Shiur #25: The Mutual Responsibilities of Employer and Employee

  • Rav Binyamin Zimmerman


Bein Adam Le-chavero: Ethics of Interpersonal Conduct

By Rav Binyamin Zimmerman



Shiur #25: The Mutual Responsibilities of Employer and Employee



The Holiness of Treating Employees Properly


Parashat Kedoshim, which features the Torah’s recipe for a life of holiness, contains many interpersonal mitzvot that are necessary ingredients for true holiness. A number of them, such as the prohibition of hatred and the mitzva to love one’s fellow Jew, are basic. Others, notably a number of respectable business practices, are undoubtedly important, but do not at first glance seem to typify holy behavior. Their appearance in Parashat Kedoshim indicates that the workplace is not only a venue in which to make money and support a family, but an essential part of a religious lifestyle.


The relevant mitzvot discussed in Kedoshim relate to accusations of financial impropriety, financial disputes, and treatment of employees, among other areas. Notably, these mitzvot appear alongside various general monetary prohibitions, such as robbery. Though they might appear to differ radically, the Torah does not seem to think that they do:


You shall not withhold that which is due your neighbor and you shall not rob [him]. You shall not leave the wages earned by a day laborer overnight until morning. (Vayikra 19:13)


This verse contains three presumably distinct prohibitions. The first and last focus on employees, while the second applies generally. We already discussed the prohibition of robbery in the past (Year 1, Lesson 25), showing how the placement of this prohibition and that of theft in Parashat Kedoshim indicate far-reaching mitzvot that engender holiness by proscribing even certain actions that would not otherwise be considered stealing.


The juxtaposition of the prohibitions of robbery and failing to pay employees punctually indicates that there is a relationship between the first, general injunction against illegally taking another person’s money, and the second, specific mitzva pertaining to an employee’s wages. Indeed, the Gemara (Bava Metzia 111a) sees deprivation of wages as a form of robbery, as it too entails depriving another of money that is rightfully his:


Deprivation of wages is also robbery. Then why did the Torah address them separately? So that one would thus violate two prohibitions.


Based solely on the Gemara, we might believe that deprivation of wages is nothing more than a form of robbery in which one withholds money due a worker. We could debate whether this is worse than grabbing something out of another person’s hands, as it shows a lack of appreciation of one’s worker, or perhaps less bad. The placement of this mitzva in Kedoshim, however, makes clear that beyond robbery and mishandling money, it contains another element: that of the proper attitude and approach to one’s employees.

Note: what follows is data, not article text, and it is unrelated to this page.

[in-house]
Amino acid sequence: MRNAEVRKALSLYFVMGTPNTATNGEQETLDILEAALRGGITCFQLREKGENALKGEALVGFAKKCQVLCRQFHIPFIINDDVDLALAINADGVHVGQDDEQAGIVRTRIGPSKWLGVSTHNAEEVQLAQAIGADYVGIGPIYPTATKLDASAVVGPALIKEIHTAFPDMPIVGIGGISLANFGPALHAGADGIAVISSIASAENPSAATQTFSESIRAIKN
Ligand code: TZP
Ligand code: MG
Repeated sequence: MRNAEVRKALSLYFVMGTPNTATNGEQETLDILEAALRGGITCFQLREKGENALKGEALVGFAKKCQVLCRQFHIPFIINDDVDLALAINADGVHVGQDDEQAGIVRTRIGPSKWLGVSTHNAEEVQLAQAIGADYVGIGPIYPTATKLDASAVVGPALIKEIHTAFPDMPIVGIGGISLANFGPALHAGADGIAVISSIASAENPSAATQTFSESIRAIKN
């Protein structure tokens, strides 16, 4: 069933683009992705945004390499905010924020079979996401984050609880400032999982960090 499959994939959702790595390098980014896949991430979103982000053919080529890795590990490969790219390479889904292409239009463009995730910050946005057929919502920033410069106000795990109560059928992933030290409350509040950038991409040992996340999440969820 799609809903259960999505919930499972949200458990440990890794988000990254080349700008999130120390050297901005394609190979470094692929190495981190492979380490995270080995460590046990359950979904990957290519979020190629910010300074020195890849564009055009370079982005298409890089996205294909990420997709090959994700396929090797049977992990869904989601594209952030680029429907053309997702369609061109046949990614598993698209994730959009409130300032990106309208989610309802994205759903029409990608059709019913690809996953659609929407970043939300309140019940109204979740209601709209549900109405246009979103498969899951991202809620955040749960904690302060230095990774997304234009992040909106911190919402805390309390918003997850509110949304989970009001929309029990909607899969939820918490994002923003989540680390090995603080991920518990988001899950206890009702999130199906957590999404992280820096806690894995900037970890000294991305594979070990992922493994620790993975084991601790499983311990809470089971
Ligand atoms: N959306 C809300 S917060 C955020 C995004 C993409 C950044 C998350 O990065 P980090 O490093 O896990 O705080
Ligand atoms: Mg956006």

Elsewhere (Devarim 24:14–15), the Torah repeats and expands upon an employer’s financial obligations to his employees:


Do not withhold anything from a day laborer who is poor and needy, whether of your brethren or of the strangers who live in your land, within your gates. You shall give his wage on his day, and not let the sun set on it, for he is poor and he sets his soul on it, lest he cry out to God against you and you incur a sin.


From these additional mitzvot we see that the prohibition against deprivation of wages is not only an additional layer of the prohibition against robbery, but an independent prohibition with its own unique elements. The words “you shall not rob” in Kedoshim underscore the notion that deprivation of wages is akin to robbery – but much more than that.


The Importance of Not Delaying Wages


We will analyze these mitzvot in our next lesson, but first, a word is in order regarding their significance, as well as regarding the Torah’s general outlook on the employer–employee relationship.


The Chafetz Chaim dedicated an entire section of his Ahavat Chesed to the mitzvot of timely payment of workers. In the introduction to that section, he explains why he feels they bear especial discussion, noting that besides reinforcement by one positive and five negative mitzvot, there are numerous indications that one is punished severely for failing to pay an employee punctually. For instance, the prophet Malachi (3:5) states:


I will come near to you in judgment; and I will be a swift witness against the sorcerers, and against the adulterers, and against those who swear falsely, and against those who oppress the employee through his wages.


The verse clearly indicates that God Himself will both bear witness against and judge those who do these things.


The Gemara (Sukka 29b) similarly says:


Householders lose their property on account of four things: on account of those who defer payment of a hired laborer’s wage[1] and on account of those who withhold a hired laborer’s wage …